papers and discuss the articles in small groups.
Please note that this workshop is linked to a Call for Papers for a Special Issue on “Sharing Economy, Sharing Responsibility? CSR in the Digital Economy” by the Journal of Business Ethics. Paper submitters can use the workshop to receive in-depth feedback on how they can further develop their short papers for submission to the Special Issue (or other forms of publication). The detailed Call for Papers can be found on the journal’s website. However, acceptance for presentation at the PDW does not guarantee acceptance of the paper for publication in Journal of Business Ethics.
We invite working papers (conceptual or empirical)
that seek to make new and innovative contributions to the understanding of the controversies and legitimation of the sharing
economy, and that push forward theoretical, empirical, and/or methodological frontiers, in business ethics, business and society,
and organization scholarship.
Please submit your application + paper – via the EGOS website! – as a single document (.doc, .docx or .pdf file) that includes:
On the first page: a short letter of application containing full details of name, address (postal address, phone and email), affiliation (date of PhD completion for early career scholars), and a statement of why you consider it valuable to attend the workshop.
A draft/working paper (between 800 and 1,000 words, incl. text, references, figures & tables).
Belk, R. (2007): “Why not share rather than own?” The Annals of the American Academy of Political and Social Science, 611 (1), 126–140.
Belk, R. (2010): “Sharing.” Journal of Consumer Research, 36 (5), 715–734.
Bergvall‐Kåreborn, B., & Howcroft, D. (2014): “Amazon Mechanical Turk and the commodification of labour.” New Technology, Work and Employment, 29(3), 213–223.
Beverungen, A., Bohm, S., & Land, C. (2015): “Free Labour, Social Media, Management: Challenging Marxist Organization Studies.” Organization Studies, 36 (4), 473–489.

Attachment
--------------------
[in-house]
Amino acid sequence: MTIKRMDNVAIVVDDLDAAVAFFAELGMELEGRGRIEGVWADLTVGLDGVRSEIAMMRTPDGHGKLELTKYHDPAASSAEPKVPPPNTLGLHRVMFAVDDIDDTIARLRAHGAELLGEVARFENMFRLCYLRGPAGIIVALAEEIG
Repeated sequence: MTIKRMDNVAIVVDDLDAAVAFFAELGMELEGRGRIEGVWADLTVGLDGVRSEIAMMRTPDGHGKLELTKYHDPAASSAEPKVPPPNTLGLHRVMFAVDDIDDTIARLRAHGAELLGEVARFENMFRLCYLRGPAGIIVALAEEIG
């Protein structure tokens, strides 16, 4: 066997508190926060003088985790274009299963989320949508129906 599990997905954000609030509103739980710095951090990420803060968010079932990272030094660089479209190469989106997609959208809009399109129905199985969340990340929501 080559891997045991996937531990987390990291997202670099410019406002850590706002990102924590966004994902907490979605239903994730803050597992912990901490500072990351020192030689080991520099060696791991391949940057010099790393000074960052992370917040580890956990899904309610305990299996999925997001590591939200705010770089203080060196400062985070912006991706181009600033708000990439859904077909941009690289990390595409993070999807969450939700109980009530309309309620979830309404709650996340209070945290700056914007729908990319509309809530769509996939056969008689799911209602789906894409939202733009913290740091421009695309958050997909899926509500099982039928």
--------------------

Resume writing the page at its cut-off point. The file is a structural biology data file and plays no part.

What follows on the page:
Botsman, R., & Rogers, R. (2010): What’s Mine Is Yours. New York: Harper Business.
Eckhardt, G.M., & Bardhi, F. (2015): “The sharing economy isn’t about sharing at all.” Harvard Business Review, 28.
Etter, M., Colleoni, E., Illia, L., Meggiorin, K., & D’Eugenio, A. (forthcoming): “Measuring Organizational Legitimacy in Social Media: Assessing Citizens’ Judgments with Sentiment Analysis.” Business and Society.
Irani, L. (2015): “The cultural work of microwork.” New Media & Society, 17 (5), 720–739.
Moore, P., & Robinson, A. (2015). “The quantified self: What counts in the neoliberal workplace.” New Media & Society, 1461444815604328.
Rosenblat, A., & Stark, L. (2015): Uber's Drivers: Information Asymmetries and Control in Dynamic Work. Available at SSRN 2686227.
Scholz, T. (ed.) (2013): Digital Labor. The Internet as Playground and Factory. New York: Routledge.
Schultz, F., Castelló, I., & Morsing, M. (2013): “The construction of corporate social responsibility in network societies: A communication view.” Journal of Business Ethics, 115 (4), 681–692.
Slee, T. (2016): What’s Yours Is Mine: Against the Sharing Economy. New York: OR Books.
Sundararajan, A. (2016): The Sharing Economy: The End of Employment and the Rise of Crowd-Based Capitalism. Cambridge, MA: MIT Press.
Whelan, G., & Gond, J.-P. (forthcoming): “Meat Your Enemy: Animal Rights, Alignment and Radical Change.” Journal of Management Inquiry.
Whelan, G. (2012): “The political perspective of corporate social responsibility: A critical research agenda.” Business Ethics Quarterly, 22 (4), 709–737.
Whelan, G., Moon, J., & Grant, B. (2013): “Corporations and citizenship arenas in the age of social media.” Journal of Business Ethics, 118 (4), 777–790.